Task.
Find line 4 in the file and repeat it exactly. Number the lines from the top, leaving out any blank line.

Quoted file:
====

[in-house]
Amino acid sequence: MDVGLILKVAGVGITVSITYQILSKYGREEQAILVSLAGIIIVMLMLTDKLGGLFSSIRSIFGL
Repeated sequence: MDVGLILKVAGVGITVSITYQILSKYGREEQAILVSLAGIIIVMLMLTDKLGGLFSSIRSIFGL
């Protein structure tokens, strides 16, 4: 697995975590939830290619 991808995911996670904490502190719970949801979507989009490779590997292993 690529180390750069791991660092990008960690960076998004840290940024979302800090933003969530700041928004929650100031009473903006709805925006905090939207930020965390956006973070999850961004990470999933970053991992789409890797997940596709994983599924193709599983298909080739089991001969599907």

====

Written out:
């Protein structure tokens, strides 16, 4: 697995975590939830290619 991808995911996670904490502190719970949801979507989009490779590997292993 690529180390750069791991660092990008960690960076998004840290940024979302800090933003969530700041928004929650100031009473903006709805925006905090939207930020965390956006973070999850961004990470999933970053991992789409890797997940596709994983599924193709599983298909080739089991001969599907």